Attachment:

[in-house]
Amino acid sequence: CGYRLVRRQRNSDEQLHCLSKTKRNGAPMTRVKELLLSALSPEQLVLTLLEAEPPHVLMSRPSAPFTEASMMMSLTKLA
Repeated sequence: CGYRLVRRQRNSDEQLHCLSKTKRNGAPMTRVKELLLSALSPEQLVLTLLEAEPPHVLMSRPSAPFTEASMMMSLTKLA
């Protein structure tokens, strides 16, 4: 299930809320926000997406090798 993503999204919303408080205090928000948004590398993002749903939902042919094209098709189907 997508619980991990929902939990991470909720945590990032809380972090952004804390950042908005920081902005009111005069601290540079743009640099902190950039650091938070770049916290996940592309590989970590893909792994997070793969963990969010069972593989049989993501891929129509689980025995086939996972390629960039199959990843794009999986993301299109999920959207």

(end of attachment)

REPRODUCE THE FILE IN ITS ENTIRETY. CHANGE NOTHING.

[in-house]
Amino acid sequence: CGYRLVRRQRNSDEQLHCLSKTKRNGAPMTRVKELLLSALSPEQLVLTLLEAEPPHVLMSRPSAPFTEASMMMSLTKLA
Repeated sequence: CGYRLVRRQRNSDEQLHCLSKTKRNGAPMTRVKELLLSALSPEQLVLTLLEAEPPHVLMSRPSAPFTEASMMMSLTKLA
């Protein structure tokens, strides 16, 4: 299930809320926000997406090798 993503999204919303408080205090928000948004590398993002749903939902042919094209098709189907 997508619980991990929902939990991470909720945590990032809380972090952004804390950042908005920081902005009111005069601290540079743009640099902190950039650091938070770049916290996940592309590989970590893909792994997070793969963990969010069972593989049989993501891929129509689980025995086939996972390629960039199959990843794009999986993301299109999920959207």